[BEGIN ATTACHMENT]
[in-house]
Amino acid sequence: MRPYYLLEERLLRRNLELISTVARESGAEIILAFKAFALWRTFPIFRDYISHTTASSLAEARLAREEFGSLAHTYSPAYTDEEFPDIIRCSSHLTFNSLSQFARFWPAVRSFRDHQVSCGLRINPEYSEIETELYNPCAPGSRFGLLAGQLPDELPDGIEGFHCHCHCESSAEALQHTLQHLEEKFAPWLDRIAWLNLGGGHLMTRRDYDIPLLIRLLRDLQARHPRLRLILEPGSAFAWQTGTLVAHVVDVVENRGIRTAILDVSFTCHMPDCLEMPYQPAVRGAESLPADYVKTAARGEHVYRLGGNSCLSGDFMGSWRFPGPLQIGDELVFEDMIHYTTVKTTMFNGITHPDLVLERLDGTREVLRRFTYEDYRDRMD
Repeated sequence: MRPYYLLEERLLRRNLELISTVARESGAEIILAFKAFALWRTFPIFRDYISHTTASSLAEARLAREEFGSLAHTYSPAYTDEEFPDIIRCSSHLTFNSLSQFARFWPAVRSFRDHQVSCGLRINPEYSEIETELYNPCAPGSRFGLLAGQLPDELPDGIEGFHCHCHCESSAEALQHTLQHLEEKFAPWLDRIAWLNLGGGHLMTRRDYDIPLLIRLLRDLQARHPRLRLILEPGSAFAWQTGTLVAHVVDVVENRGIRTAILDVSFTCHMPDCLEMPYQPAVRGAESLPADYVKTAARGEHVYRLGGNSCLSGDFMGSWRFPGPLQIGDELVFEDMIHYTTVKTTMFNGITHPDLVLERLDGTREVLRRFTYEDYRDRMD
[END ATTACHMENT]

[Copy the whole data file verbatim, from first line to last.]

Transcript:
[in-house]
Amino acid sequence: MRPYYLLEERLLRRNLELISTVARESGAEIILAFKAFALWRTFPIFRDYISHTTASSLAEARLAREEFGSLAHTYSPAYTDEEFPDIIRCSSHLTFNSLSQFARFWPAVRSFRDHQVSCGLRINPEYSEIETELYNPCAPGSRFGLLAGQLPDELPDGIEGFHCHCHCESSAEALQHTLQHLEEKFAPWLDRIAWLNLGGGHLMTRRDYDIPLLIRLLRDLQARHPRLRLILEPGSAFAWQTGTLVAHVVDVVENRGIRTAILDVSFTCHMPDCLEMPYQPAVRGAESLPADYVKTAARGEHVYRLGGNSCLSGDFMGSWRFPGPLQIGDELVFEDMIHYTTVKTTMFNGITHPDLVLERLDGTREVLRRFTYEDYRDRMD
Repeated sequence: MRPYYLLEERLLRRNLELISTVARESGAEIILAFKAFALWRTFPIFRDYISHTTASSLAEARLAREEFGSLAHTYSPAYTDEEFPDIIRCSSHLTFNSLSQFARFWPAVRSFRDHQVSCGLRINPEYSEIETELYNPCAPGSRFGLLAGQLPDELPDGIEGFHCHCHCESSAEALQHTLQHLEEKFAPWLDRIAWLNLGGGHLMTRRDYDIPLLIRLLRDLQARHPRLRLILEPGSAFAWQTGTLVAHVVDVVENRGIRTAILDVSFTCHMPDCLEMPYQPAVRGAESLPADYVKTAARGEHVYRLGGNSCLSGDFMGSWRFPGPLQIGDELVFEDMIHYTTVKTTMFNGITHPDLVLERLDGTREVLRRFTYEDYRDRMD